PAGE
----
Tea towels

Yesterday morning, two letters from Homeland Security arrived in the post, announcing Mattie’s and my permanent residency. We have enjoyed temporary green cards for a couple of years now but these will be the real thing. The cards, so the letters informed us, will arrive within 60 days and as Mike, Mattie and I stood together in the kitchen, we discussed how long the process had taken to get to this point. Mattie suggested four years but I thought it closer to five, given the fact that Mike had initiated the process almost a year before we left the UK. In the same post as the Homeland Security letters was a parcel from my mother: along with two books that she thought I might like came a tea towel, which made me smile.

When Mattie and I first arrived in the US, I at first found it difficult to find the type of tea towel (ie, made of linen) that we have in the UK. Here, they tend to be more like the kitchen towels you use to wipe your hands with. So having mentioned this both to my sister, Molly, and my mother, a steady stream of tea towels has crossed the Atlantic ever since.

The first of our tea towel collection was given to us by friends Chris and Richard at a neighbours’ farewell party shortly before we left Lewes. It is a handsome tea towel that depicts images of Lewes, like the Castle (just down from our old home on the High Street), St Anne’s Church (where Mattie loved to see the nativity play each Christmas), and cobbled Keere Street, down which I walked Mattie each week day, first to nursery and then to primary school.

Eight months after our departure, during our first Christmas in San Antonio, included in sister Molly’s gift package were two turquoise-and-white check tea towels from a favourite shop in Lewes. And for my birthday that August, two pretty, pale blue, pink and red ones – depicting various types of teapots, cups and saucers, and trays of cakes – arrived. These invoke memories of the tea parties that Mattie and I often hosted for close friends and neighbours at our old house on the High Street; I remember putting out the best china, making egg & cress sandwiches and that Mattie loved to decorate the fairy cakes. Tea would usually be served in the kitchen, which overlooked the garden and you could see the south downs in the distance.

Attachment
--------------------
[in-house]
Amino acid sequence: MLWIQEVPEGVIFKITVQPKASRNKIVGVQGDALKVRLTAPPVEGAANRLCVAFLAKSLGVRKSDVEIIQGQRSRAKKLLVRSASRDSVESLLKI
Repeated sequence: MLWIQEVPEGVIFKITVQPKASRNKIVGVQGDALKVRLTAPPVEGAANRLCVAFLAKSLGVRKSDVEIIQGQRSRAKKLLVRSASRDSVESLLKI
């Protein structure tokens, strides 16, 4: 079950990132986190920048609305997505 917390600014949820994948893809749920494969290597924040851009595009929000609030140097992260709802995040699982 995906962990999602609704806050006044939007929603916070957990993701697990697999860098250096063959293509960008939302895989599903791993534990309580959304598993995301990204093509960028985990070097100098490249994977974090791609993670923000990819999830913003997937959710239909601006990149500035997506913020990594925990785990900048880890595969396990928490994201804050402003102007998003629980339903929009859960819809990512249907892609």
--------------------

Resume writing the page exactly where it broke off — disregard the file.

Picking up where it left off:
On our second Christmas in San Antonio, Mum included in her gift package two tea towels from Charleston (former home and gathering point of members of the Bloomsbury Group). These depicted a traditional Charleston print of birds and flowers, which invoke memories of my first visit to Charleston, soon after it opened to the public back in the late 1980s – I had just moved to Lewes around that time and the period is very dear to me and one I am currently writing about in my first book of fiction.

For Christmas 2014, Mandy sent me a coral-coloured tea towel of flowers and doves, and from Mum two tea towels depicting garden vegetables arrived in the mail. Then this Christmas, Mum sent a tea towel printed with a 2016 calendar surrounded by rather splendid red blooms. We have had a bit of a tough start to 2016, what with Mattie experiencing some teenager ups and downs, but our lives are now moving into full swing again, we are experiencing beautiful winter weather and the plants on my Victorian potting table (from Ludlow, England) are beginning to bloom. So I expect that in future years, when I bring out this particular tea towel to dry the dishes, these are the memories it will surely bring forth.

Now with a full drawer of tea towels, I had wondered whether to tell Mum that there was no need to send any more. Instead I told her how much I loved them, which were my favourite designs and which dried the crockery best. So I should not have been surprised when the latest tea towel arrived this week. ‘Dig For Victory’, a well-know British wartime slogan from World War II, is written in bold black letters on a dark lemon background and it features a garden trug full of veggies, the sort of trug that you see in many a shop in Sussex. This tea towel brings back memories of the time when my back garden in Lewes had been re-designed and I would plant up the raised vegetable bed and make trips to local nurseries hunting unusual plants. And the wartime message has a grit to it which I find particularly apt at this time of struggling at times with a teenager! So after I have washed this latest addition, it will join all the other tea towels in the kitchen drawer, taking their turn to be used in our south Texas home, and all of them bringing a smile to my lips.

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